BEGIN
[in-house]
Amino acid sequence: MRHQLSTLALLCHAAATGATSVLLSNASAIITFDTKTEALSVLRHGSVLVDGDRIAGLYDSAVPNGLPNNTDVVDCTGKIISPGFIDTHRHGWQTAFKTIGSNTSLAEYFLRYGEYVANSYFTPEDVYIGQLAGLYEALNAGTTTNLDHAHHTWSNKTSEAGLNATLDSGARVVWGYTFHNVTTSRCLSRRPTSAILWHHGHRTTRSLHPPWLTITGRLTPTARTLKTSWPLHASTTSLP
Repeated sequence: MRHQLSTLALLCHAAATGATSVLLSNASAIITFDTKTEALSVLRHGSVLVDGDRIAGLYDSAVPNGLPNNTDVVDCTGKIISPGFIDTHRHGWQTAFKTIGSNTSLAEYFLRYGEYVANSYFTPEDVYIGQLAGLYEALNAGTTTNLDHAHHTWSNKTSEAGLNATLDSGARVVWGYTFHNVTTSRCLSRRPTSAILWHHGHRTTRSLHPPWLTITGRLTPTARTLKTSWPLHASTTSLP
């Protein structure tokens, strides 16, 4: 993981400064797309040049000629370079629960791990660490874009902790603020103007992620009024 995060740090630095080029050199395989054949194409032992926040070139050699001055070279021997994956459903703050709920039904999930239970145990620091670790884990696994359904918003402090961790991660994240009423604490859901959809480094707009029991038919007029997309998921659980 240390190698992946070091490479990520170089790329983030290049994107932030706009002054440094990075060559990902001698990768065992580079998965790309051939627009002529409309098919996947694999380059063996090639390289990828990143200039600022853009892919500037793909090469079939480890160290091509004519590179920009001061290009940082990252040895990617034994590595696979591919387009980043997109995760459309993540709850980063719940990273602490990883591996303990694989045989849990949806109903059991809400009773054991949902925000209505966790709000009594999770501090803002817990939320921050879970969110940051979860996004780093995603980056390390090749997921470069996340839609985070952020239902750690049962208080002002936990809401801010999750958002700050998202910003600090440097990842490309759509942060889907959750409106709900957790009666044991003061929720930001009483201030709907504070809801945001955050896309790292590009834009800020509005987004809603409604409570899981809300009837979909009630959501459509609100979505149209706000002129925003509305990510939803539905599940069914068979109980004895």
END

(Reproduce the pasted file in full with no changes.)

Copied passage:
[in-house]
Amino acid sequence: MRHQLSTLALLCHAAATGATSVLLSNASAIITFDTKTEALSVLRHGSVLVDGDRIAGLYDSAVPNGLPNNTDVVDCTGKIISPGFIDTHRHGWQTAFKTIGSNTSLAEYFLRYGEYVANSYFTPEDVYIGQLAGLYEALNAGTTTNLDHAHHTWSNKTSEAGLNATLDSGARVVWGYTFHNVTTSRCLSRRPTSAILWHHGHRTTRSLHPPWLTITGRLTPTARTLKTSWPLHASTTSLP
Repeated sequence: MRHQLSTLALLCHAAATGATSVLLSNASAIITFDTKTEALSVLRHGSVLVDGDRIAGLYDSAVPNGLPNNTDVVDCTGKIISPGFIDTHRHGWQTAFKTIGSNTSLAEYFLRYGEYVANSYFTPEDVYIGQLAGLYEALNAGTTTNLDHAHHTWSNKTSEAGLNATLDSGARVVWGYTFHNVTTSRCLSRRPTSAILWHHGHRTTRSLHPPWLTITGRLTPTARTLKTSWPLHASTTSLP
């Protein structure tokens, strides 16, 4: 993981400064797309040049000629370079629960791990660490874009902790603020103007992620009024 995060740090630095080029050199395989054949194409032992926040070139050699001055070279021997994956459903703050709920039904999930239970145990620091670790884990696994359904918003402090961790991660994240009423604490859901959809480094707009029991038919007029997309998921659980 240390190698992946070091490479990520170089790329983030290049994107932030706009002054440094990075060559990902001698990768065992580079998965790309051939627009002529409309098919996947694999380059063996090639390289990828990143200039600022853009892919500037793909090469079939480890160290091509004519590179920009001061290009940082990252040895990617034994590595696979591919387009980043997109995760459309993540709850980063719940990273602490990883591996303990694989045989849990949806109903059991809400009773054991949902925000209505966790709000009594999770501090803002817990939320921050879970969110940051979860996004780093995603980056390390090749997921470069996340839609985070952020239902750690049962208080002002936990809401801010999750958002700050998202910003600090440097990842490309759509942060889907959750409106709900957790009666044991003061929720930001009483201030709907504070809801945001955050896309790292590009834009800020509005987004809603409604409570899981809300009837979909009630959501459509609100979505149209706000002129925003509305990510939803539905599940069914068979109980004895």